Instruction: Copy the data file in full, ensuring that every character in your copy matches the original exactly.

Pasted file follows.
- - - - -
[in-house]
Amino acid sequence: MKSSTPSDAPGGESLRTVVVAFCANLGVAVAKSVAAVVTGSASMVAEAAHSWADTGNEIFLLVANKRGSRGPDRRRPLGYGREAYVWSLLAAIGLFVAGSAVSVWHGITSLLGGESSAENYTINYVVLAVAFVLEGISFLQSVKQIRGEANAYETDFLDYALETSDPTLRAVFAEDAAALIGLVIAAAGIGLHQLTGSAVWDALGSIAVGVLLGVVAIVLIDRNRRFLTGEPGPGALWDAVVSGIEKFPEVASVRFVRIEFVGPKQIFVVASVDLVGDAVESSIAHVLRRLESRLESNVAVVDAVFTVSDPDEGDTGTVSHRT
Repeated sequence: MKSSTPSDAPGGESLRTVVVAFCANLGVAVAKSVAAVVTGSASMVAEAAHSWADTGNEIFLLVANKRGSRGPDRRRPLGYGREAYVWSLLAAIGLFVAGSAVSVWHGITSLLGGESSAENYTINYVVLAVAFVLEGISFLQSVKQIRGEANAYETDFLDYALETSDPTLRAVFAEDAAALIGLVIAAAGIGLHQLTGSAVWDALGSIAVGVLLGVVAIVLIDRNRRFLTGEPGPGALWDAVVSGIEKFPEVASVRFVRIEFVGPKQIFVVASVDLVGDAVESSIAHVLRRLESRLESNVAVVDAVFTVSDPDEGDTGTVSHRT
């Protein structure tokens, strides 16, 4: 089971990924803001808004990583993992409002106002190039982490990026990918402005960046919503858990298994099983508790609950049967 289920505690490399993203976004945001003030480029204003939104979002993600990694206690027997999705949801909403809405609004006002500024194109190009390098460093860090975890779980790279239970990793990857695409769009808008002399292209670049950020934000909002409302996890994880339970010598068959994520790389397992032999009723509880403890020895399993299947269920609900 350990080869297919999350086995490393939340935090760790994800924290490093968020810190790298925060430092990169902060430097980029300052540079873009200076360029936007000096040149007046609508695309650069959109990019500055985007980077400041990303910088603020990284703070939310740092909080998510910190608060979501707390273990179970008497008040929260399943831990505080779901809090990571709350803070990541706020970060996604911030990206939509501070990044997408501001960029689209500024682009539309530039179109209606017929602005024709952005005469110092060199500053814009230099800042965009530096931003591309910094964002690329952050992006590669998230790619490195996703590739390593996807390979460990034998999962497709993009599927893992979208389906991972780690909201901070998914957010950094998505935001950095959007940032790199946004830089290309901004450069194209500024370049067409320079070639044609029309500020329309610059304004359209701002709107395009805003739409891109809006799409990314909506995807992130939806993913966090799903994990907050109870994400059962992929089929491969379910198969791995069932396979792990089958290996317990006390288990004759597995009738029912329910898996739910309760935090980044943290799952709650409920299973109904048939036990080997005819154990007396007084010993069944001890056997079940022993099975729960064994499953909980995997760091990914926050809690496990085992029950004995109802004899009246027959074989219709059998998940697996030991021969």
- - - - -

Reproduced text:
[in-house]
Amino acid sequence: MKSSTPSDAPGGESLRTVVVAFCANLGVAVAKSVAAVVTGSASMVAEAAHSWADTGNEIFLLVANKRGSRGPDRRRPLGYGREAYVWSLLAAIGLFVAGSAVSVWHGITSLLGGESSAENYTINYVVLAVAFVLEGISFLQSVKQIRGEANAYETDFLDYALETSDPTLRAVFAEDAAALIGLVIAAAGIGLHQLTGSAVWDALGSIAVGVLLGVVAIVLIDRNRRFLTGEPGPGALWDAVVSGIEKFPEVASVRFVRIEFVGPKQIFVVASVDLVGDAVESSIAHVLRRLESRLESNVAVVDAVFTVSDPDEGDTGTVSHRT
Repeated sequence: MKSSTPSDAPGGESLRTVVVAFCANLGVAVAKSVAAVVTGSASMVAEAAHSWADTGNEIFLLVANKRGSRGPDRRRPLGYGREAYVWSLLAAIGLFVAGSAVSVWHGITSLLGGESSAENYTINYVVLAVAFVLEGISFLQSVKQIRGEANAYETDFLDYALETSDPTLRAVFAEDAAALIGLVIAAAGIGLHQLTGSAVWDALGSIAVGVLLGVVAIVLIDRNRRFLTGEPGPGALWDAVVSGIEKFPEVASVRFVRIEFVGPKQIFVVASVDLVGDAVESSIAHVLRRLESRLESNVAVVDAVFTVSDPDEGDTGTVSHRT
């Protein structure tokens, strides 16, 4: 089971990924803001808004990583993992409002106002190039982490990026990918402005960046919503858990298994099983508790609950049967 289920505690490399993203976004945001003030480029204003939104979002993600990694206690027997999705949801909403809405609004006002500024194109190009390098460093860090975890779980790279239970990793990857695409769009808008002399292209670049950020934000909002409302996890994880339970010598068959994520790389397992032999009723509880403890020895399993299947269920609900 350990080869297919999350086995490393939340935090760790994800924290490093968020810190790298925060430092990169902060430097980029300052540079873009200076360029936007000096040149007046609508695309650069959109990019500055985007980077400041990303910088603020990284703070939310740092909080998510910190608060979501707390273990179970008497008040929260399943831990505080779901809090990571709350803070990541706020970060996604911030990206939509501070990044997408501001960029689209500024682009539309530039179109209606017929602005024709952005005469110092060199500053814009230099800042965009530096931003591309910094964002690329952050992006590669998230790619490195996703590739390593996807390979460990034998999962497709993009599927893992979208389906991972780690909201901070998914957010950094998505935001950095959007940032790199946004830089290309901004450069194209500024370049067409320079070639044609029309500020329309610059304004359209701002709107395009805003739409891109809006799409990314909506995807992130939806993913966090799903994990907050109870994400059962992929089929491969379910198969791995069932396979792990089958290996317990006390288990004759597995009738029912329910898996739910309760935090980044943290799952709650409920299973109904048939036990080997005819154990007396007084010993069944001890056997079940022993099975729960064994499953909980995997760091990914926050809690496990085992029950004995109802004899009246027959074989219709059998998940697996030991021969």